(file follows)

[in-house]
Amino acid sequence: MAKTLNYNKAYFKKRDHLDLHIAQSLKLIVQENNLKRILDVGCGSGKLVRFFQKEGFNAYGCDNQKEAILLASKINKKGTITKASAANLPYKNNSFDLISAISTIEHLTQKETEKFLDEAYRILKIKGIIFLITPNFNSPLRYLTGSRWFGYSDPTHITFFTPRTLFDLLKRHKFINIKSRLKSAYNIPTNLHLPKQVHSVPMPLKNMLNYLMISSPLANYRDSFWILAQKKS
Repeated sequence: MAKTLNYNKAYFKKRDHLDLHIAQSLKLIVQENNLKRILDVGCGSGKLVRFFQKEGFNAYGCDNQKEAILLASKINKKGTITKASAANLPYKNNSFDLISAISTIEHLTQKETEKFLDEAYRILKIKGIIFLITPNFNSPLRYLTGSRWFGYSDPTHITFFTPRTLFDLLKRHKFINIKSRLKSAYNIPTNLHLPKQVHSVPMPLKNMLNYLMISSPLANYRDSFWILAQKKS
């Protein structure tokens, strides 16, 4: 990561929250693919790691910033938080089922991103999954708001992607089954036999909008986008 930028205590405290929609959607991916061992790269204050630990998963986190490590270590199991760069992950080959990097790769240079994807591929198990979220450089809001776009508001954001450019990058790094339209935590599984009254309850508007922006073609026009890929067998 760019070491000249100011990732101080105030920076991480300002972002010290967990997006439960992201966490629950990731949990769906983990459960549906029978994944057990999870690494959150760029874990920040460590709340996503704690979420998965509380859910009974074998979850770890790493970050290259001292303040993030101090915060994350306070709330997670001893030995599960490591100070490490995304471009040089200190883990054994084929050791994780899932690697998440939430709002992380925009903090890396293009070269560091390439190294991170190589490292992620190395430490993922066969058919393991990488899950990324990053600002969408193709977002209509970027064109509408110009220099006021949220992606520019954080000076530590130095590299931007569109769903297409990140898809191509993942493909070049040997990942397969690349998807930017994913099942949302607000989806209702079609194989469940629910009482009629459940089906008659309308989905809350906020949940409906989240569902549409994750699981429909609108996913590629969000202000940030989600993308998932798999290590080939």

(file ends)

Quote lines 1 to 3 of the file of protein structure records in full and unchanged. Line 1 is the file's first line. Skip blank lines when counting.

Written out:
[in-house]
Amino acid sequence: MAKTLNYNKAYFKKRDHLDLHIAQSLKLIVQENNLKRILDVGCGSGKLVRFFQKEGFNAYGCDNQKEAILLASKINKKGTITKASAANLPYKNNSFDLISAISTIEHLTQKETEKFLDEAYRILKIKGIIFLITPNFNSPLRYLTGSRWFGYSDPTHITFFTPRTLFDLLKRHKFINIKSRLKSAYNIPTNLHLPKQVHSVPMPLKNMLNYLMISSPLANYRDSFWILAQKKS
Repeated sequence: MAKTLNYNKAYFKKRDHLDLHIAQSLKLIVQENNLKRILDVGCGSGKLVRFFQKEGFNAYGCDNQKEAILLASKINKKGTITKASAANLPYKNNSFDLISAISTIEHLTQKETEKFLDEAYRILKIKGIIFLITPNFNSPLRYLTGSRWFGYSDPTHITFFTPRTLFDLLKRHKFINIKSRLKSAYNIPTNLHLPKQVHSVPMPLKNMLNYLMISSPLANYRDSFWILAQKKS